Many species of Neotropical Braconinae in several genera such as Digonogastra, Cyanopterus, Leptobracon, and Lasiophorous belong to a presumably mimetic complex that includes thousands of species in nearly every order of winged insect. Representatives of this complex include approximately 1,300 species of Braconidae, 2,000 species of Ichneumonidae, at least 200 species of Symphyta, several hundred species of Reduviidae, and unknown numbers of Diptera, Lepidoptera, and Coleoptera. Some of the Braconine members of the complex have strong odors and can sting or bite. However, many members of the complex such as Alabagrus (Braconidae: Agathidinae) are not known to have obvious foul odors or to be able to sting or bite. One explanation for this observation, is that the members of the complex and their colors are generated by multiple cospeciation events, i.e., the constituent genera have isomorphic phylogenetic trees. An alternative explanation is that the organisms have colonized existing color pattern niches independently and do not have topologically similar phylogenetic histories. In order to test the hypothesis that these are the result of co-speciation events the patterns will be described and mapped onto a phylogenetic tree. If clades are found to have isomorphic topologies; evidence will suggest cospeciation. However, if clades are not found to have similar topologies, evidence will suggest independent colonization of color pattern niches.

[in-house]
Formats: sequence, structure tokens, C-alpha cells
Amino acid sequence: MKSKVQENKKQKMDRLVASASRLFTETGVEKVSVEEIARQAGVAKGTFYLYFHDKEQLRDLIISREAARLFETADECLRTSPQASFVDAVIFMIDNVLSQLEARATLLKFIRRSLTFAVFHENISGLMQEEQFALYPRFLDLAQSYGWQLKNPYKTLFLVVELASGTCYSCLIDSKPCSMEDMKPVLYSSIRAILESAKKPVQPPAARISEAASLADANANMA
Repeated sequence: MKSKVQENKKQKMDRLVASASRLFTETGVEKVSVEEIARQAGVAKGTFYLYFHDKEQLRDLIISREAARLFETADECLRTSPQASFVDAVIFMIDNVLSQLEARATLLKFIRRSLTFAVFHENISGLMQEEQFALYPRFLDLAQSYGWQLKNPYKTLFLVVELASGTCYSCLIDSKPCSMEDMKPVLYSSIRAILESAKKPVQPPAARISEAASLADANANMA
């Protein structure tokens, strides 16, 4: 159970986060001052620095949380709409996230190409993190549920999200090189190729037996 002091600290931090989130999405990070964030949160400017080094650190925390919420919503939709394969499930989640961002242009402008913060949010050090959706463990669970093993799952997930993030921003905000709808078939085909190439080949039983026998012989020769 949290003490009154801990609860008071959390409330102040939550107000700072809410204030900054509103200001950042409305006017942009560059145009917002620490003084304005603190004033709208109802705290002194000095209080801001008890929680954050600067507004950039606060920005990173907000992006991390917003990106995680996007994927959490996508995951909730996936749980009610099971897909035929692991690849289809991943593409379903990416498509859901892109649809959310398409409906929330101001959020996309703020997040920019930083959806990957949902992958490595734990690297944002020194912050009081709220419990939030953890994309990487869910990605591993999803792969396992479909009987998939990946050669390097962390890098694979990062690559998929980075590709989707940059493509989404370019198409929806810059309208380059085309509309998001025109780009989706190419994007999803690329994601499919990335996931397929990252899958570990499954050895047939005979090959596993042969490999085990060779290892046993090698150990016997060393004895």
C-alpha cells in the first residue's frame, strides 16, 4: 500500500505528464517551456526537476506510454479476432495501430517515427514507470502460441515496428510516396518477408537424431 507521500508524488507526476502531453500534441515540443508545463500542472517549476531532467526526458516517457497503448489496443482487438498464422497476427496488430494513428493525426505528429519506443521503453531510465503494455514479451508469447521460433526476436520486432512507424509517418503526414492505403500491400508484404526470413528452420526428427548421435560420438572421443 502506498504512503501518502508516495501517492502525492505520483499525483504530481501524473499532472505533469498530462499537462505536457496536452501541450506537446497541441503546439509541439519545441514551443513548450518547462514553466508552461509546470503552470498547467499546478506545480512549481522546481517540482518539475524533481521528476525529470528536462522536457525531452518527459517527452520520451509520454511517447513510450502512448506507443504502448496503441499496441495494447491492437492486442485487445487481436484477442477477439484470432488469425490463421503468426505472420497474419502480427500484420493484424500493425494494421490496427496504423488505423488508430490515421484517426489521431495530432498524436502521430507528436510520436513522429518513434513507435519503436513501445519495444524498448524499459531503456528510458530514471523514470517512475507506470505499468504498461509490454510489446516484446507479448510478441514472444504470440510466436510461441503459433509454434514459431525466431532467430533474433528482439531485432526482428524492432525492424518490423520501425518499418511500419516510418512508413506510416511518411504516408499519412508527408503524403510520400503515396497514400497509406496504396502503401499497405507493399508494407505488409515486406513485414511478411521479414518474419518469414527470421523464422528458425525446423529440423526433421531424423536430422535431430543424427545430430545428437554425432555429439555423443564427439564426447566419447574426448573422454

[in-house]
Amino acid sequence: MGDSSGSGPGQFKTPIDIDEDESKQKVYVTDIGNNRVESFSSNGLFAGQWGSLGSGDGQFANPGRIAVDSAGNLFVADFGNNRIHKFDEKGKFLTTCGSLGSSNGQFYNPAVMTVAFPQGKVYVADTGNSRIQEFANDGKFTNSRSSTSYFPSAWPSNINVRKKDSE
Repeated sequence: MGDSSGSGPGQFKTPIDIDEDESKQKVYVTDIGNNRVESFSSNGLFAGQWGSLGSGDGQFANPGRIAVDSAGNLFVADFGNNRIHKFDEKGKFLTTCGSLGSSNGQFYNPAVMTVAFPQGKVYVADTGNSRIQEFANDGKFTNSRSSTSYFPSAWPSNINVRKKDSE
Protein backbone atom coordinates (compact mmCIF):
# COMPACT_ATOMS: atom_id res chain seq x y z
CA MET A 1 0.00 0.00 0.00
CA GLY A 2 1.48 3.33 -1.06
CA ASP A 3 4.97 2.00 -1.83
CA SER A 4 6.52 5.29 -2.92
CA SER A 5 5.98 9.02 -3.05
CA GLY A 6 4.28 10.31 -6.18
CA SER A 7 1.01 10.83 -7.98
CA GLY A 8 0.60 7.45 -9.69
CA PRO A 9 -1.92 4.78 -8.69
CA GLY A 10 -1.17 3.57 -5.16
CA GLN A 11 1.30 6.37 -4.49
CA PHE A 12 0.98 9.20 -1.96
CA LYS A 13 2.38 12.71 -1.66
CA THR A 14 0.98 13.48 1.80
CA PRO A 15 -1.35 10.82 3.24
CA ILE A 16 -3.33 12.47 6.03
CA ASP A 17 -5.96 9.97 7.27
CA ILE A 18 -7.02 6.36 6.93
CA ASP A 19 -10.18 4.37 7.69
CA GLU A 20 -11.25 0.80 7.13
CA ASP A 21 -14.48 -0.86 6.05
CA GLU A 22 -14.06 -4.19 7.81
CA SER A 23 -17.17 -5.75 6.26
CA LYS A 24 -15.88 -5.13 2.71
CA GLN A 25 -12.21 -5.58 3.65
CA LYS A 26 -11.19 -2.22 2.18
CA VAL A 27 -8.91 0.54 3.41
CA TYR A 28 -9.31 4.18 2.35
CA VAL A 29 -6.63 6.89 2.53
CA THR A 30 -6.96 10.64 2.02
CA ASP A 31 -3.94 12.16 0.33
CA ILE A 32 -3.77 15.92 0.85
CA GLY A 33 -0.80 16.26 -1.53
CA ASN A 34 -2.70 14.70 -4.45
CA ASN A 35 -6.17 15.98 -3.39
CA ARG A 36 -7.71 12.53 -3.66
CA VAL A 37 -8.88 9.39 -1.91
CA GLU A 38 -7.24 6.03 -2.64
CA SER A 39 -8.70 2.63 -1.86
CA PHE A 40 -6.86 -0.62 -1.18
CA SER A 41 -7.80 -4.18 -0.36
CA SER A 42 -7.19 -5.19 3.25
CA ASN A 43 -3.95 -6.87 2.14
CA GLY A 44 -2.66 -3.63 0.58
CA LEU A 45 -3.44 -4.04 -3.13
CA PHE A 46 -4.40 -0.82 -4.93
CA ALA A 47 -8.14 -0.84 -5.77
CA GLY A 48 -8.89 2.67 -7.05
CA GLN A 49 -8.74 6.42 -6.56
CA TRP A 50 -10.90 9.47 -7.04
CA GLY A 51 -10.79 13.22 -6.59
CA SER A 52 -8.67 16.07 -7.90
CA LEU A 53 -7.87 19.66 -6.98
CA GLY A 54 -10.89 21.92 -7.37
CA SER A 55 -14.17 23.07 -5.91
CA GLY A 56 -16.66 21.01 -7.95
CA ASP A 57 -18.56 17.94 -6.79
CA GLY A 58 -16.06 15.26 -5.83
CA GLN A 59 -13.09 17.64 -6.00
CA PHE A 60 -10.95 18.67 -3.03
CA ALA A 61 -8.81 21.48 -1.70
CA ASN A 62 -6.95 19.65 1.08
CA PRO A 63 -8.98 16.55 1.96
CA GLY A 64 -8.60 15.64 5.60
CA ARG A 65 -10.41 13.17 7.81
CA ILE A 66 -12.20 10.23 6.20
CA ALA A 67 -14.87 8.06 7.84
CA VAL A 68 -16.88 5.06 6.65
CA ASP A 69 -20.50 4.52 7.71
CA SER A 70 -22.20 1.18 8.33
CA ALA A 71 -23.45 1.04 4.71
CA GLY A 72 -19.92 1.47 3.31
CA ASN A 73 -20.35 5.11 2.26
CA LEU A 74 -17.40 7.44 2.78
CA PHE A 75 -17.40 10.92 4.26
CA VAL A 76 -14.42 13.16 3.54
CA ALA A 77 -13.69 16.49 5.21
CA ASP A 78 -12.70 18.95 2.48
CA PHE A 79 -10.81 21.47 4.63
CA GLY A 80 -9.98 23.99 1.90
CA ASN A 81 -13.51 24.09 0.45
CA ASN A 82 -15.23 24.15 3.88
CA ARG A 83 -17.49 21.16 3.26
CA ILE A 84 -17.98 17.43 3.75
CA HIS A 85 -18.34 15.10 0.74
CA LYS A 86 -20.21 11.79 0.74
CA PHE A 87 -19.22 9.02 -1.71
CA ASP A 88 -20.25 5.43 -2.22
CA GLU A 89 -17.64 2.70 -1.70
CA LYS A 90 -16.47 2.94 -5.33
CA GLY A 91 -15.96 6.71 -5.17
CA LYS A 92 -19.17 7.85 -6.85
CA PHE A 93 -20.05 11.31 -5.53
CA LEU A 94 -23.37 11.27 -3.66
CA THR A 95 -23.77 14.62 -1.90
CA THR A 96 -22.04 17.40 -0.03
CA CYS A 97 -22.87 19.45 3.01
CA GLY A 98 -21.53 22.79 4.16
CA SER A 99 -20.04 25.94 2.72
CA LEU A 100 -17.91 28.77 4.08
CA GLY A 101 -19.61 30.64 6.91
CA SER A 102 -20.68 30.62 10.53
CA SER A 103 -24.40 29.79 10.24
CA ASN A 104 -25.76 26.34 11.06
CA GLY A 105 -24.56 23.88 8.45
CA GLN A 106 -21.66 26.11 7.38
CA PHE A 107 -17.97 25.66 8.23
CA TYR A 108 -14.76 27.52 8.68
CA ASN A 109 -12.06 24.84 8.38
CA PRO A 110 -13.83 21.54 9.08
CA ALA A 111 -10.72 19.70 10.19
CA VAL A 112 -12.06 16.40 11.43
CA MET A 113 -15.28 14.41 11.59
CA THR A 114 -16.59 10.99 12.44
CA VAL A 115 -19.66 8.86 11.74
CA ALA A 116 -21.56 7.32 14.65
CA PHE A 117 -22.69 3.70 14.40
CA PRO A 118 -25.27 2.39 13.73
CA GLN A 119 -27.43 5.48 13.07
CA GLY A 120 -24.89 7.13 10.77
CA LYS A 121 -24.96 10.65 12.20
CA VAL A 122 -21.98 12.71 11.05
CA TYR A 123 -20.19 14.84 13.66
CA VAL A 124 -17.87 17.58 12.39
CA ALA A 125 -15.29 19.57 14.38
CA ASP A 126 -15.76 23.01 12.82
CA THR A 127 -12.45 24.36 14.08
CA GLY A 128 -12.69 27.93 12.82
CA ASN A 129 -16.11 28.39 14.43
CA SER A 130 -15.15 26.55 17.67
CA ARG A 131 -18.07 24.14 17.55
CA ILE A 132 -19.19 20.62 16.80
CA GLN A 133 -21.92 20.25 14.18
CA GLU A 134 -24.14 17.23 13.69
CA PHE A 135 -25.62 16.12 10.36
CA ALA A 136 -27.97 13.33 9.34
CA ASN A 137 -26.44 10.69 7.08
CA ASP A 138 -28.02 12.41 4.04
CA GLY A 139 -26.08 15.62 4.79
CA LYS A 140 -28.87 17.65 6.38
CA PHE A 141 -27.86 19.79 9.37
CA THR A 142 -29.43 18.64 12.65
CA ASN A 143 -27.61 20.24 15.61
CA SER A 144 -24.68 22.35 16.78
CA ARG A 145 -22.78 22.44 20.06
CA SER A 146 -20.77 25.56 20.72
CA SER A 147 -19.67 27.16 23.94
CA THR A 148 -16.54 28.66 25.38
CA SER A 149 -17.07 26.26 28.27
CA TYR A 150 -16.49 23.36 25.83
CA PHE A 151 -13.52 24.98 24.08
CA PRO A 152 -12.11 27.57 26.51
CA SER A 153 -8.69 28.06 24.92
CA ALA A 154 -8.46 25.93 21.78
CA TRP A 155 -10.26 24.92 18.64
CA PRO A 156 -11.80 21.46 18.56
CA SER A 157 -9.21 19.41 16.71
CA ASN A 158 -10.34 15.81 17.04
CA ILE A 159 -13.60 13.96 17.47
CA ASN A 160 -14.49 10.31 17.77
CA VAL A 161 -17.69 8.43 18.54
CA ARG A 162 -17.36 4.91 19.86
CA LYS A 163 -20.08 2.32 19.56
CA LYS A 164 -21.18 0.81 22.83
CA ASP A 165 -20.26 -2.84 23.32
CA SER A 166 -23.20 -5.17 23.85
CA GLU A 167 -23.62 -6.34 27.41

Species 1: Hymenoptera Braconidae Cyanopterus
Species 2: Hymenoptera Braconidae Digonogastra
Species 3: Hemiptera Reduviidae
Keywords: mimicry, parasitoids
The ESA 2001 Annual Meeting - 2001: An Entomological Odyssey of ESA